New research on how tuberculosis (TB) bacteria develop multi-drug tolerance points to ways TB infections might be cured more quickly. The study was published online last week in Cell. The results identify both a mechanism and a potential therapy for drug tolerance that is induced in the TB bacteria by the host cells they infect. Currently, TB treatment requires a complex, long-term curative regimen of at least six months. Researchers at the University of Pennsylvania School of Medicine and the University of Washington described the existence of multi-drug tolerant bacteria that form within days of infection in zebrafish, an animal model for studying TB. However, they were surprised to see this bacterial population actively growing and reproducing inside of host macrophages, white blood cells that engulf germs and debris in the body. In fact, the drug-tolerant bacteria not only thrive within these disease-fighting clean-up cells, but also co-opt them to carry the transiently drug resistant TB infection to other parts of the body. Paul Edelstein, MD, director of the Clinical Microbiology Laboratory in Penn's Department of Pathology and Laboratory Medicine, is a co-author on the paper and contributed studies of in vitro and in vivo antimycobacterial activity.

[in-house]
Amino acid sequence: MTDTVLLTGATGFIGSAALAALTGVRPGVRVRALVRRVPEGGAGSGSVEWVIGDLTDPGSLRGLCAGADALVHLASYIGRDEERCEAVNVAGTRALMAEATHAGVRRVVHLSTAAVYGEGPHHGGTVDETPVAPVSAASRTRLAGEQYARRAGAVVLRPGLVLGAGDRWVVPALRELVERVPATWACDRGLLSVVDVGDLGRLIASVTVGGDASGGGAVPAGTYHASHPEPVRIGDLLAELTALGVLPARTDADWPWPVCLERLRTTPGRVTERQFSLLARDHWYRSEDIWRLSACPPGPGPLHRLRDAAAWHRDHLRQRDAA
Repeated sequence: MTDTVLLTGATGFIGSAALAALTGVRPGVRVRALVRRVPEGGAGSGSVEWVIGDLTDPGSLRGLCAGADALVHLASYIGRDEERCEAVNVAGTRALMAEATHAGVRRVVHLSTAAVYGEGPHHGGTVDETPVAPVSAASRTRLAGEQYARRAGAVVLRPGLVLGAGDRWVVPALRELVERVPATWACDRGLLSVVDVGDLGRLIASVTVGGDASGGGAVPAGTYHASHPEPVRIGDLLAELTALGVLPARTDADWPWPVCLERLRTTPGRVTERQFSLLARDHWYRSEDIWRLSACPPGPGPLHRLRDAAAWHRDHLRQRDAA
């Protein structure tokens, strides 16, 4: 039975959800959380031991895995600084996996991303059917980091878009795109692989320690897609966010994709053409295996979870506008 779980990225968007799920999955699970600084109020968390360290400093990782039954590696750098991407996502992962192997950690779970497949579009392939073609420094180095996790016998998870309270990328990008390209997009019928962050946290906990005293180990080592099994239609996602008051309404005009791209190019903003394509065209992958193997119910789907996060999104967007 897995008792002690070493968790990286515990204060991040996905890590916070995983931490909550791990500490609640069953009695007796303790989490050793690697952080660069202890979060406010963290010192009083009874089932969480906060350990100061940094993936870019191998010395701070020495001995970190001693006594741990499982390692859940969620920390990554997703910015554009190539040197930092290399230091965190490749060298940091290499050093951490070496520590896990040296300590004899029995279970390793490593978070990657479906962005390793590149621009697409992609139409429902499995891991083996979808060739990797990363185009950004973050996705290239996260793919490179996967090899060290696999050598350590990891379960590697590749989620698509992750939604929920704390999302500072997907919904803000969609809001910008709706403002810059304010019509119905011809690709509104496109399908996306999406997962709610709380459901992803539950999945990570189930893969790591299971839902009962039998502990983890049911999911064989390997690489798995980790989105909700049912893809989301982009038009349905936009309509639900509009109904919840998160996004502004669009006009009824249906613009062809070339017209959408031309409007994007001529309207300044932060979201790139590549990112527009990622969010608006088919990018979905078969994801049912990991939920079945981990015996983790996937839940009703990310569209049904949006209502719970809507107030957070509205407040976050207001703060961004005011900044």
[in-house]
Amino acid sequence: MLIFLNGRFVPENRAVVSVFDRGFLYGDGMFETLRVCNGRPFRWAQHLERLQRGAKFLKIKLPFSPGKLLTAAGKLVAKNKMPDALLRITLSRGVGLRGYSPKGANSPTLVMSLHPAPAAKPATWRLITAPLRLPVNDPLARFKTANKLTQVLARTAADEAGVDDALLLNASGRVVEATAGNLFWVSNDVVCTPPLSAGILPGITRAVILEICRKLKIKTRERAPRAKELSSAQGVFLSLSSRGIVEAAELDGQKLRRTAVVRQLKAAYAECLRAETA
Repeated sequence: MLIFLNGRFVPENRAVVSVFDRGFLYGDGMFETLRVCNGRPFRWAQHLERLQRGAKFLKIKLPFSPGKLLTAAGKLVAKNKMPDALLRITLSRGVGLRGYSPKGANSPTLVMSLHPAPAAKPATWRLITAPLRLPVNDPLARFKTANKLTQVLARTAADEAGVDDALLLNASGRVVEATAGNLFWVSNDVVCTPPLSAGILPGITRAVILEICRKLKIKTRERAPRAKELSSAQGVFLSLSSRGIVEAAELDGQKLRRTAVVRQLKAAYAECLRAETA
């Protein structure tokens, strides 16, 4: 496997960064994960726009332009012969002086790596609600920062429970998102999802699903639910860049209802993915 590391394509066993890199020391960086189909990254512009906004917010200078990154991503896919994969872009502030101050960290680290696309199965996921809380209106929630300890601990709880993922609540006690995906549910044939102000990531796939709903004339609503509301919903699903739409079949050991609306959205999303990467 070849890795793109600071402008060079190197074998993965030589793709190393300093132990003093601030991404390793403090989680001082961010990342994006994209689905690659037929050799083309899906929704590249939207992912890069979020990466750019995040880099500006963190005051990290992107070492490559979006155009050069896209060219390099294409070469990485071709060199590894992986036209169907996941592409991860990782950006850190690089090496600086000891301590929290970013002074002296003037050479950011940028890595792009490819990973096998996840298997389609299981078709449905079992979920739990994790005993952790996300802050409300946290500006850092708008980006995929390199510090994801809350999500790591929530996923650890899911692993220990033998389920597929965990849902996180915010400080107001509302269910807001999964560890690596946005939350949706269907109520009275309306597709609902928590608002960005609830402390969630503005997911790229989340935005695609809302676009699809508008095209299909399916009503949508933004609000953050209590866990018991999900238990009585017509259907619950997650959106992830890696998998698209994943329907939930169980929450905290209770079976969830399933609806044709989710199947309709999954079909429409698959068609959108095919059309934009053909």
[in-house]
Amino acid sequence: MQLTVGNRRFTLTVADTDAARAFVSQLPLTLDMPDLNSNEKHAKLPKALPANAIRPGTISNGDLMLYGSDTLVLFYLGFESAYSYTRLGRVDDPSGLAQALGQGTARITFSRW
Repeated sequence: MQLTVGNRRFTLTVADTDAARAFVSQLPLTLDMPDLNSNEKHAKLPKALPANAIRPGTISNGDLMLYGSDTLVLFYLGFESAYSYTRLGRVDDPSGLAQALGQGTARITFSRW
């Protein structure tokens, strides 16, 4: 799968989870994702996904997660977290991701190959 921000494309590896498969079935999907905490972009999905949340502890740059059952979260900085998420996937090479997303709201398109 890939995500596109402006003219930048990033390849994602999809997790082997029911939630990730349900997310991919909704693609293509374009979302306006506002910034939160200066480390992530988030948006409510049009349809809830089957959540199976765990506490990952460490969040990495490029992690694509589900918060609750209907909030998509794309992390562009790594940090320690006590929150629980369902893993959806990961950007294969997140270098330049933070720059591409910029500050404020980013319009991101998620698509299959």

For more, please read the University of Washington release.
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